All About Crab Cakes

Crab cakes originated as a humble fisherman’s dish and they are now incorporated into many different cuisines around the world. These delicate cakes are great both on their own as an appetizer, or with sides as a meal.

Generally served crispy on the outside and soft on the inside, crab cakes can be made in all different sizes. Crab cakes are primarily made with lump crab meat and a binding agent like eggs or mayonnaise. They can be seasoned with a plethora of ingredients like garlic, onion, thyme, salt, pepper, and lemon.

Read on to learn a bit more about this popular seafood dish!


Origin of Crab Cakes

Typically associated with the area around Chesapeake Bay, Maryland, the first recipe for crab cakes was penned by Crosby Gaige in 1930, but it is thought that they were gaining in popularity before this.

Combining crab with filler was a great way to stretch the meat and make a meal when times were tight in the dirty thirties.


Types of Crab Meat

So, what type of crabmeat should you use to make your crab cakes?

Jumbo lump crabmeat is generally the choice of crab cake purists. That’s why Cameron’s jumbo lump Maryland crab meat is perfect when you’re making crab cakes at home.

The regular lump crabmeat is more delicate and requires less binding for the cakes. Claw meat crab cakes are less expensive to make, but the meat is quite juicy and requires additional binding to hold the cake together.


Crab Cake Seasoning

When seasoning your crab cakes, it is best to use herbs and spices that will complement and not overpower the crab.

Some common crab cake seasonings to use are:

  • cayenne
  • garlic
  • parsley
  • Old Bay seasoning mix
  • salt
  • pepper

You are certainly not limited to these seasonings though. Feel free to get creative! Finely chopped onions and red pepper also routinely show up in crab cakes.


Cooking Crab Cakes

You can cook your crab cakes a variety of ways, depending on both the chosen meat and binding agent. Crab cakes are typically fried; either in a pan or in a vat of hot oil. Other recipes may also call for a sauté or a broil.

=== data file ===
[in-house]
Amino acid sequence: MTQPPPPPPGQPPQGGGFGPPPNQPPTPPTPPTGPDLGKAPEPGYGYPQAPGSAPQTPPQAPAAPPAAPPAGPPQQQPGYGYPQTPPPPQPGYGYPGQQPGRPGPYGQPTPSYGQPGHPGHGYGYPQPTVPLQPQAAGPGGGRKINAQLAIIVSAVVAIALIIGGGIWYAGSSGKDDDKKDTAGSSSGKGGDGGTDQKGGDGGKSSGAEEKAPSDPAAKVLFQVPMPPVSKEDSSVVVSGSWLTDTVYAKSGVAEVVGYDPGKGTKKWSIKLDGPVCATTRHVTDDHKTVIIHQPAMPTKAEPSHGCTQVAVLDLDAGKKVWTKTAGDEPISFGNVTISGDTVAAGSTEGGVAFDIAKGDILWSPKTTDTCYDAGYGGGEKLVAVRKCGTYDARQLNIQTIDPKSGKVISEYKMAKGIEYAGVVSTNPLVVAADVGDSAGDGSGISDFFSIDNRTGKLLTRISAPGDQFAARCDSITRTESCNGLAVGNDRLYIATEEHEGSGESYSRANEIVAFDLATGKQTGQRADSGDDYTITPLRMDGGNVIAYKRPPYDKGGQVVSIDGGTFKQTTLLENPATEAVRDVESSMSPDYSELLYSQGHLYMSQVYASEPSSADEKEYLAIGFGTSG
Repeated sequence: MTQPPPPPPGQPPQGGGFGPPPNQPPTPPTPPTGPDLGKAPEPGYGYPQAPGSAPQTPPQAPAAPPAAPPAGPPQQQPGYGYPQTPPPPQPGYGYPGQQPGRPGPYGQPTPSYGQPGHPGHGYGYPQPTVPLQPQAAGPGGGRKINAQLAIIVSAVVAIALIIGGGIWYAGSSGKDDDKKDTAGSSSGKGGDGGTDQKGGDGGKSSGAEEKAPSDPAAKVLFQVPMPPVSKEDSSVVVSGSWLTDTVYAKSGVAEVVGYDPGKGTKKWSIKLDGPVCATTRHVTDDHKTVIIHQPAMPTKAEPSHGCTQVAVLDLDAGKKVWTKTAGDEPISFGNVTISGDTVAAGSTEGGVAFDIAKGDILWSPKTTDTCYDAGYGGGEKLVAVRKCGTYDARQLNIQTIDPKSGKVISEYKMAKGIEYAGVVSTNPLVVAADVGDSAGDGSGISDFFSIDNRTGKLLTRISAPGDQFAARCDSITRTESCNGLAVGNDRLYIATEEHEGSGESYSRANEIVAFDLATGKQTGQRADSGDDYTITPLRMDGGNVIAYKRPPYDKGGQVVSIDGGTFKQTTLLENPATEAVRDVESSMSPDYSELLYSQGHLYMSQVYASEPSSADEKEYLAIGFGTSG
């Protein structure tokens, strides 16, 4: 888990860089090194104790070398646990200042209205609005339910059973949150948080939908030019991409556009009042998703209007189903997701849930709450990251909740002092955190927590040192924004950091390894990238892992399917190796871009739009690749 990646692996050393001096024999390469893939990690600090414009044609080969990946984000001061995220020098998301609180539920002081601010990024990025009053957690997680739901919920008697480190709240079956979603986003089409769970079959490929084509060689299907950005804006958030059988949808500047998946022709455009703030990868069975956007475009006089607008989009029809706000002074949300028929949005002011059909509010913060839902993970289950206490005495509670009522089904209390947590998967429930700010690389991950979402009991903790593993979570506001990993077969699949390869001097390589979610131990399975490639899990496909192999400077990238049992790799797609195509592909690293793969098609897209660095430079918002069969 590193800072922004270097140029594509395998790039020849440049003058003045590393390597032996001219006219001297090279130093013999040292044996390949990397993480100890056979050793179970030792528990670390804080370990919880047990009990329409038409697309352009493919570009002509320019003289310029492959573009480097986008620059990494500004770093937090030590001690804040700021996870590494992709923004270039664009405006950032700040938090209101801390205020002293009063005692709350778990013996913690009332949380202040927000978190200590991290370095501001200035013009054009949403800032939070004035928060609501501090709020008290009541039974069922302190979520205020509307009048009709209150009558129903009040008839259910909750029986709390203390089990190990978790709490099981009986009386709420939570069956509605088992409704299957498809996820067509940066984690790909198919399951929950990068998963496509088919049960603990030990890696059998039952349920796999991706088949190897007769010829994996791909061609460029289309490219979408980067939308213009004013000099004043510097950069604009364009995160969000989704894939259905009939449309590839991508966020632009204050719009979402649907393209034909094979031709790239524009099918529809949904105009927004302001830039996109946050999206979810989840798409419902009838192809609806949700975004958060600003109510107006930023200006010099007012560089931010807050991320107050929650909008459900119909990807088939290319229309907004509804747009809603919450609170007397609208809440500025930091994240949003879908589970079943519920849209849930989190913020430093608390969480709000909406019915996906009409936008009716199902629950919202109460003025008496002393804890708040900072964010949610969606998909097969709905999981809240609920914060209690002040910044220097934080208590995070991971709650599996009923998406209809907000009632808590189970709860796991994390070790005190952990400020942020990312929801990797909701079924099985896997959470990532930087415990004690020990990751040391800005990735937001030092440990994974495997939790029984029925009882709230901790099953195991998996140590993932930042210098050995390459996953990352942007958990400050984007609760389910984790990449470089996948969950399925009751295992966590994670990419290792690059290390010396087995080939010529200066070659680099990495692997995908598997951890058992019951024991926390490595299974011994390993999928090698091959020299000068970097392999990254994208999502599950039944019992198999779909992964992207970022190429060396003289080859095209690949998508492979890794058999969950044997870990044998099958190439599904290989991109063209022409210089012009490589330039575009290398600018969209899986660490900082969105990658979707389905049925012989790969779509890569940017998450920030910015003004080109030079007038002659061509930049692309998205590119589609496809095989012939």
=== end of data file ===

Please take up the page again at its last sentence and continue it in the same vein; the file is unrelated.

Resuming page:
The Baltimore Sun has great tips on choosing your crab meat and also on how to cook crab cakes. We also publish crab cake recipes on a regular basis on the Cameron’s Seafood blog.

You can make your crab cakes in all different sizes. Small ones, about an inch in diameter and quite thin, are great for cocktail parties. If you choose to make big patties you could serve them on buns as burgers.

Crab cakes make a really delicious base for eggs benedict as well—just substitute them out for the English muffins and Canadian back bacon.

A few good rules of thumb to remember when cooking crab cakes are:

  • The fresher the crab meat—the better.
  • Gently mix the crab cake mixture with your hands so as not to break up the crab meat.
  • Be careful with the crab cake patties throughout the cooking process so they don’t break apart!

Crab Cake Sides

If you want to serve crab cakes as a meal, the possibilities are endless as to what you can serve on the side. Some of the more common side dishes for crab cakes include French fries, green salad, coleslaw, or a fresh white bread roll.


When it comes to serving a sauce with your crab cakes, there are so many possibilities.

The beauty of crab cakes is that their light delicate flavor allows for them to be served with nearly any flavor.

Some of the more common sauces you will see served with crab cakes include:

  • chipotle aioli
  • remoulade
  • horseradish mayo
  • hollandaise
  • tartar sauce
  • seafood sauce

Wine or Beer?

If you are going to serve crab cakes at a party, chances are that your guests may be a little thirsty.

Crab cakes, like most light seafoods, pair well with white wines.

  • Sauvignon Blanc: The acidity present in a New Zealand, Marlborough, Sauvignon Blanc cuts right through the richness of the crab meat.
  • Riesling: Try a cold glass of Riesling if you’re having fried crab cakes on a hot summer’s day. The sweetness of the varietal pairs well with deep fried crab cakes, especially if there’s a kick to them.

Not a wine fan? Try a cold beer with your hot crab cakes.

  • Hefeweizen: This German wheat beer is dry in nature, and yields hints of citrus that pair phenomenally with crab.
  • Pilsner: Check out a Czech Pilsner if you’re looking for a light and refreshing beer to go with your rich crab cakes.

Buy Maryland Crab Cakes Online

You can buy delicious Maryland blue crab cakes and many other great products from our online store.

Don’t forget to sign up to our email newsletter for exclusive discounts and giveaways!

By: Melanie Craighead


Enter your info to see if we serve your area

You have Successfully Subscribed!

Your Cart